(2) The purpose of subparagraph (1) of this paragraph is to facilitate a private-foundation's disposition of certain excess business holdings, in order for the private foundation not to be liable for tax under section 4943. See section 4943(c) and the regulations thereunder for the definition of excess business holdings. For purposes of section 537(b)(2) and this paragraph, however, any determination of the existence of excess business holdings shall be made without taking into account the provisions of section 4943(c)(4) which treat certain excess business holdings as held by a disqualified person (rather than by the private foundation), except that the periods described in section 4943(c)(4) (B), (C), and (D), if applicable, shall be taken into account in determining the period during which an excess business holdings redemption need may be deemed to exist. Thus, an excess business holdings redemption need may, depending upon the facts and circumstances, be deemed to exist for a part or all of the 20-year, 15-year, or 10-year period specified in section 4943(c)(4)(B) during which the interest in the corporation held by the private foundation is treated as held by a disqualified person rather than by the private foundation, and, if applicable, (i) any suspension of such 20-year, 15-year, or 10-year period as provided by section 4943(c)(4)(C) and (ii) the 15-year second phase specified in section 4943(c)(4)(D). The foregoing sentence is not to be construed to prevent an accumulation of earnings and profits for the purpose of effecting a redemption of excess business holdings at a time or times prior to expiration of the periods described in such sentence. This subparagraph is not to be construed to prevent an accumulation of earnings and profits for the purpose of effecting a redemption described in subdivision (iii) of subparagraph (1) of this paragraph.

(3) The extent of an excess business holdings redemption need cannot exceed the total number of shares of stock so held or received by the private foundation (i) redemption of which alone would sufficiently reduce such private foundation's proportionate share of the corporation's total outstanding stock in order for the private foundation not to be liable for tax under section 4943, or (ii) redemption of which is, by reason of § 53.4941(d)-4(b), permitted without imposition of tax under section 4941 provided that such redemption is accomplished within the period and in the manner prescribed in subdivision (iii) of subparagraph (1) of this paragraph. Thus, excess business holdings of a private foundation attributable to an increase in the private foundation's proportionate share of the corporation's total outstanding stock by reason of a redemption of stock after May 26, 1969, from any person other than the private foundation do not give rise to an excess business holdings redemption need.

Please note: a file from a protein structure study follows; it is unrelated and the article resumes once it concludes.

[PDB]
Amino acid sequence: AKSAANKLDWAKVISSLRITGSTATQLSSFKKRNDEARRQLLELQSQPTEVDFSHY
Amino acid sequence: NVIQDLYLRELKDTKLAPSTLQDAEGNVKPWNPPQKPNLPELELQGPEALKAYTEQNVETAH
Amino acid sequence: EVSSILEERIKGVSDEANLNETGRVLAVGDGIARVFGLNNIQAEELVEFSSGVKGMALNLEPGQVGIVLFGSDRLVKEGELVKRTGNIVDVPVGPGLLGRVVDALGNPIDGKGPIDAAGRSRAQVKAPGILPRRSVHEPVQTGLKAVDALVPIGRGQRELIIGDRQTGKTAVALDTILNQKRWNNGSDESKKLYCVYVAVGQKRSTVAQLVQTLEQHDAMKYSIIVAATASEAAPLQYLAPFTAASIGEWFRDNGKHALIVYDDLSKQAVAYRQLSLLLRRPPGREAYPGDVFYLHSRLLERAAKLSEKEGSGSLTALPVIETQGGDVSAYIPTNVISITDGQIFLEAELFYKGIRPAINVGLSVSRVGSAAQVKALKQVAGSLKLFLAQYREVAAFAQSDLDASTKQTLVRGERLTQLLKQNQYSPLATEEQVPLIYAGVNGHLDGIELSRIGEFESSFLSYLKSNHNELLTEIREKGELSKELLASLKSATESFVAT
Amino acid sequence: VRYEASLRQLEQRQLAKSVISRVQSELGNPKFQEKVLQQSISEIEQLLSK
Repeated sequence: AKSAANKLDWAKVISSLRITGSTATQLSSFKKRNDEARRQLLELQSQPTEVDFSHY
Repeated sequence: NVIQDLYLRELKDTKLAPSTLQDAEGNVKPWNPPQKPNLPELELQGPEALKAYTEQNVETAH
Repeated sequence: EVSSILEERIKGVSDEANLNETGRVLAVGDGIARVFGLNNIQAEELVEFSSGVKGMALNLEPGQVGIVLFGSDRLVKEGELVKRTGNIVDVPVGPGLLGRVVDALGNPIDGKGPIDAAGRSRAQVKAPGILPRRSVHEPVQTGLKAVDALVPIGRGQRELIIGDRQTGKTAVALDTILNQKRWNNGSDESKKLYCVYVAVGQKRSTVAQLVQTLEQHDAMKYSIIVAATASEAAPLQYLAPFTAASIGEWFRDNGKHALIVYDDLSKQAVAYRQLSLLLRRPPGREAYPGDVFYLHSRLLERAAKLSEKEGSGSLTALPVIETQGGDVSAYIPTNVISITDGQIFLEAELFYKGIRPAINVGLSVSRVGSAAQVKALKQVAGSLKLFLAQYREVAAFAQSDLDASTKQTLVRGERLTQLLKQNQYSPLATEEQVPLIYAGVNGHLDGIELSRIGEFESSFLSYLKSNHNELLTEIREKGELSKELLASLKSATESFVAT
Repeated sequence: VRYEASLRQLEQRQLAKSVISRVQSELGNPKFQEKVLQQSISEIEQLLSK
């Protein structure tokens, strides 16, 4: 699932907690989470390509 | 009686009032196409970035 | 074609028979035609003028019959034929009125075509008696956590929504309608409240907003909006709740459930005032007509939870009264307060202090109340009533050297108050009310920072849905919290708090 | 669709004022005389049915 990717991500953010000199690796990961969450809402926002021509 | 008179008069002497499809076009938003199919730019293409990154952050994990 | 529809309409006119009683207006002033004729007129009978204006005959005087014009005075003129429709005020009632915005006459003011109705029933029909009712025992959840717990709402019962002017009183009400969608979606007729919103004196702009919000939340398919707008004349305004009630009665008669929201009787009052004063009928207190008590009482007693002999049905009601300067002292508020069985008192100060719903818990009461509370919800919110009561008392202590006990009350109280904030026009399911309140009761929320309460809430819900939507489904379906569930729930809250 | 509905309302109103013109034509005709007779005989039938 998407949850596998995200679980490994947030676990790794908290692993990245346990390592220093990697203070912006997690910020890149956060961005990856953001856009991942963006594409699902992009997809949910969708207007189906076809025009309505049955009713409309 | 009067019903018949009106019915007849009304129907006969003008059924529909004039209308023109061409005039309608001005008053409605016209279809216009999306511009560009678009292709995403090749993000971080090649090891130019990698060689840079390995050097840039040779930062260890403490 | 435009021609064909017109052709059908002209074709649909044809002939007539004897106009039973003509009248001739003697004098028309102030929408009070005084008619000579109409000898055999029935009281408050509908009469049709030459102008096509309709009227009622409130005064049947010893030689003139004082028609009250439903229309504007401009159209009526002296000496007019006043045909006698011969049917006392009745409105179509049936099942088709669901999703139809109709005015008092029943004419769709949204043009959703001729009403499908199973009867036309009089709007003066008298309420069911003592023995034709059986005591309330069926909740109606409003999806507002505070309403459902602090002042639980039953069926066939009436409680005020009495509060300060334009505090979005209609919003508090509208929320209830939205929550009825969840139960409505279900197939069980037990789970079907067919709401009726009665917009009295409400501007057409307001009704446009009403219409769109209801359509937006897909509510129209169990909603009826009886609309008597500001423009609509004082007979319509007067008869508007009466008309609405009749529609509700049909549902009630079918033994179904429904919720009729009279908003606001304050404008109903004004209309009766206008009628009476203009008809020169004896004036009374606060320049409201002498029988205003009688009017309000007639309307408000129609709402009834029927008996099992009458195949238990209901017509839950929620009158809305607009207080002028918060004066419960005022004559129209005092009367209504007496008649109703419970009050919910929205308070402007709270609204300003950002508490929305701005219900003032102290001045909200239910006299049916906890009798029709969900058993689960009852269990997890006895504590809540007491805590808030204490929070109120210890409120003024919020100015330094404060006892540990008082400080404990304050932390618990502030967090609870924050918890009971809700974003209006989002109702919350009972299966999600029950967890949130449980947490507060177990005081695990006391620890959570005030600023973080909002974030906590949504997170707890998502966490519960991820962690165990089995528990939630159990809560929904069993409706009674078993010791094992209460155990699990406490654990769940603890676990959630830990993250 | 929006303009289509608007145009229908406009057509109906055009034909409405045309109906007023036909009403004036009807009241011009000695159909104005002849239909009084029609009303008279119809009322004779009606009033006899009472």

(4) For purposes of subdivision (ii) of subparagraph (1) of this paragraph, an excess business holdings redemption need can arise with respect to shares of the corporation's stock under section 537(a)(3) only following actual acquisition by the private foundation of such shares and their characterization as an excess business holding. Thus, this paragraph does not apply to an accumulation of earnings and profits in one taxable year in anticipation of redemption of excess business holdings to be acquired by a private foundation in a subsequent year pursuant to a will or irrevocable trust to which section 4943(c)(5) applies or in anticipation of shares held becoming excess business holdings of the private foundation in a subsequent year by reason of additional shares to be received by the private foundation in such subsequent year pursuant to a will or irrevocable trust to which section 4943(c)(5) applies. Once having arisen, however, an excess business holdings redemption need may continue until redemption of the private foundation's excess business holdings described in this paragraph or other disposition of such excess business holdings by the private foundation.